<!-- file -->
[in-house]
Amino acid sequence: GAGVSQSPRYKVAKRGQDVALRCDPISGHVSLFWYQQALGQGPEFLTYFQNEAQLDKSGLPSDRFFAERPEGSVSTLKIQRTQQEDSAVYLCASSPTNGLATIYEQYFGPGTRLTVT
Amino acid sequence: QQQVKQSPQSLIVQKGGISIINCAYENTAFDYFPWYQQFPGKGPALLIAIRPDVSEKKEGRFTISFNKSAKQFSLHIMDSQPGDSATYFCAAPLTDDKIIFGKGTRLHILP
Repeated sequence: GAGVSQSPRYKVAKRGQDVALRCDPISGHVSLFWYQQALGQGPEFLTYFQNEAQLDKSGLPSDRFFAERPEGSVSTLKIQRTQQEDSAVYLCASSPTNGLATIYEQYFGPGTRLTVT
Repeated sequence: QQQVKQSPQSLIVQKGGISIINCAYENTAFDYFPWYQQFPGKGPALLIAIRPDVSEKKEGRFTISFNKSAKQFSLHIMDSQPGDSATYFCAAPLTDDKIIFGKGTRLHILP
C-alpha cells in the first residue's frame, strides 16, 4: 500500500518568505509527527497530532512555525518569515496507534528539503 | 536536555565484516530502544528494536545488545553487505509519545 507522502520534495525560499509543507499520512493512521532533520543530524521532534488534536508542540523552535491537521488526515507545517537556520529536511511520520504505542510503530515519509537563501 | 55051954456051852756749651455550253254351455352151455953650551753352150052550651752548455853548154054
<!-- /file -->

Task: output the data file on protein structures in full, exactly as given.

[in-house]
Amino acid sequence: GAGVSQSPRYKVAKRGQDVALRCDPISGHVSLFWYQQALGQGPEFLTYFQNEAQLDKSGLPSDRFFAERPEGSVSTLKIQRTQQEDSAVYLCASSPTNGLATIYEQYFGPGTRLTVT
Amino acid sequence: QQQVKQSPQSLIVQKGGISIINCAYENTAFDYFPWYQQFPGKGPALLIAIRPDVSEKKEGRFTISFNKSAKQFSLHIMDSQPGDSATYFCAAPLTDDKIIFGKGTRLHILP
Repeated sequence: GAGVSQSPRYKVAKRGQDVALRCDPISGHVSLFWYQQALGQGPEFLTYFQNEAQLDKSGLPSDRFFAERPEGSVSTLKIQRTQQEDSAVYLCASSPTNGLATIYEQYFGPGTRLTVT
Repeated sequence: QQQVKQSPQSLIVQKGGISIINCAYENTAFDYFPWYQQFPGKGPALLIAIRPDVSEKKEGRFTISFNKSAKQFSLHIMDSQPGDSATYFCAAPLTDDKIIFGKGTRLHILP
C-alpha cells in the first residue's frame, strides 16, 4: 500500500518568505509527527497530532512555525518569515496507534528539503 | 536536555565484516530502544528494536545488545553487505509519545 507522502520534495525560499509543507499520512493512521532533520543530524521532534488534536508542540523552535491537521488526515507545517537556520529536511511520520504505542510503530515519509537563501 | 55051954456051852756749651455550253254351455352151455953650551753352150052550651752548455853548154054